10. Expense on Public Meetings and Processions: Out of the 437 MPs analysed, 33 (8%) MPs have declared that they have not spent ANY amount on public meetings, processions etc.
11. Expense on Campaigning through electronic/print media: 123 (28%) MPs have declared that they have not spent ANY amount on campaigning through electronic/print media.
12. Expense on Campaign Workers: 418 (96%) MPs have declared that they have not spent ANY amount on campaign workers.
13. Expense on Vehicles used: 22 (5%) MPs have declared that they have not spent ANY amount on vehicles Used.
14. Expense on Campaign Materials and Erection of gates, arches, banners etc.: 21 (5%) MPs have declared that they have not spent ANY amount on Campaign Materials and erection of gates, arches, banners etc.
The Election Commission send a proposal to Law Ministry to make paid news an electoral offence
Election Commission has proposed to the union government to make paid news an electoral offence even as it continues to tackle it itself by monitoring the expenditures of candidates.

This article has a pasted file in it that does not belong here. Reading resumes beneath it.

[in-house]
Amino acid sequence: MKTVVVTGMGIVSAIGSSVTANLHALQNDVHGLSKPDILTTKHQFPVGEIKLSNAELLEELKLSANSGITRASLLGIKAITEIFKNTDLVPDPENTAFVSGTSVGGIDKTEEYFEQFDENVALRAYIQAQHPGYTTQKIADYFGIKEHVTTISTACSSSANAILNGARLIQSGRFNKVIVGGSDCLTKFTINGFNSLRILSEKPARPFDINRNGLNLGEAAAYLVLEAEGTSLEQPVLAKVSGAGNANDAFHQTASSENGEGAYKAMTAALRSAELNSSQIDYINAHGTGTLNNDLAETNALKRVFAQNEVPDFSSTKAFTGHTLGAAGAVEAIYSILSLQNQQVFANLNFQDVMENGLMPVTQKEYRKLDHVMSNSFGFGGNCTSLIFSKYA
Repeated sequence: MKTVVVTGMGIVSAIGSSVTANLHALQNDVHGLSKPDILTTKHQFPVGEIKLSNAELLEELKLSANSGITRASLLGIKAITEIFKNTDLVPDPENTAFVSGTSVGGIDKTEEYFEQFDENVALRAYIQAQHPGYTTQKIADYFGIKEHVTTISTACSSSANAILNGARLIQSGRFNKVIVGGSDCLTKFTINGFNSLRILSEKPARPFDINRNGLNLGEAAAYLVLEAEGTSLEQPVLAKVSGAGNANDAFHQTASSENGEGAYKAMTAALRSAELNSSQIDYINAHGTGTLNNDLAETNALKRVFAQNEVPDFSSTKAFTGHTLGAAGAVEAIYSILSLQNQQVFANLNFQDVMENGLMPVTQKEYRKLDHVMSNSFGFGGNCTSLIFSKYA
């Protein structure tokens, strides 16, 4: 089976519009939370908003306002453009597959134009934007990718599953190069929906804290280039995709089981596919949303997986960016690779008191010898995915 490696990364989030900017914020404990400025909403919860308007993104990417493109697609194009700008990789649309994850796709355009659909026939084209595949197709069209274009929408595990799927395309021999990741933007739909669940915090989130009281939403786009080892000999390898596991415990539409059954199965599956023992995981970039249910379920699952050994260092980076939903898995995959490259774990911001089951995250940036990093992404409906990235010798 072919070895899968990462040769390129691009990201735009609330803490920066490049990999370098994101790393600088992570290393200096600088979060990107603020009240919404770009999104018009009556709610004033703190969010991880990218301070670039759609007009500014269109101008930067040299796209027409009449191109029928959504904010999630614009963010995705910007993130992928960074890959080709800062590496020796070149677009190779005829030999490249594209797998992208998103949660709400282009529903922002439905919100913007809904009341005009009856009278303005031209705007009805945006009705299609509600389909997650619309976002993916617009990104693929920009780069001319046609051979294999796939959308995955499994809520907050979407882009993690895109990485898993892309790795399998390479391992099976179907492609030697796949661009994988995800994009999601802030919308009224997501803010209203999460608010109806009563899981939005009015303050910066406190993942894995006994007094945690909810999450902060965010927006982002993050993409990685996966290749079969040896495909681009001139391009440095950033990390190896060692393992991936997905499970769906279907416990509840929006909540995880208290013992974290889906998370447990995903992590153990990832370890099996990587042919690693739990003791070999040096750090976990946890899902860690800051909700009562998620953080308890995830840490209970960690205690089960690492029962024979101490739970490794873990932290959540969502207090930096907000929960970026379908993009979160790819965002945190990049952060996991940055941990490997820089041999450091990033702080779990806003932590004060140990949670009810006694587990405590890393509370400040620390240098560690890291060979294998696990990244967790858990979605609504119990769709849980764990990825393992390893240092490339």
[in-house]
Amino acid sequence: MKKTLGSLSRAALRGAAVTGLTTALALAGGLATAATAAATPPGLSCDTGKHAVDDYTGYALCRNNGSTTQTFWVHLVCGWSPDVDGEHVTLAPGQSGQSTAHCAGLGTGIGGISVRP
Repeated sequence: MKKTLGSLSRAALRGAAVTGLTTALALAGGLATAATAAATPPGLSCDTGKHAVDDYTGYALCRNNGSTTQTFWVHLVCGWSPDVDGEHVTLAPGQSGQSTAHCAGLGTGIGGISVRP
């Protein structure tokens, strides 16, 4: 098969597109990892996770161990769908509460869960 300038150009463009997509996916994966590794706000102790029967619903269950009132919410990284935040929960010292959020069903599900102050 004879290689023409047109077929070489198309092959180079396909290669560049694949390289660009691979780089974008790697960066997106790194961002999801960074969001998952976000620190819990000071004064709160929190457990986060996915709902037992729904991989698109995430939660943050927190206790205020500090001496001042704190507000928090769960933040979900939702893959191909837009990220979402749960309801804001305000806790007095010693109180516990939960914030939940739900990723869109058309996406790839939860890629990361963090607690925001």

Addressing a press conference, to announce the Lok Sabha poll schedule, chief election commissioner VS Sampath said paid news has three aspects – print media, electronic media and expenditure by candidates.
“Since there is no law (to deal with paid news), we have made a proposal to the Law Ministry to make it an electoral offence,” he said.
Meanwhile, he said, the Election Commission deals with the malaise by keeping a close watch on the expenditures of the candidates.
“Election Commission is doing what is under its control. We have monitoring committees in districts and states. We add the expenditure to the expenditure account of the candidate concerned,” Sampath said.
With regard to complaints about paid news in print media, he said the cases are referred to the Press Council of India.
As far as complaints regarding paid news in electronic media are concerned, such cases are referred to the National Broadcasters Association (NBA), he said.
To a question regarding demands for banning opinion polls, the CEC said it is for Parliament to decide.
“We never hesitate to use powers that we can. However, the issue of opinion polls is to be dealt with by the lawmakers. They have the legislative competence,” he added.
The issue of banning opinion polls has been hanging fire since 2004.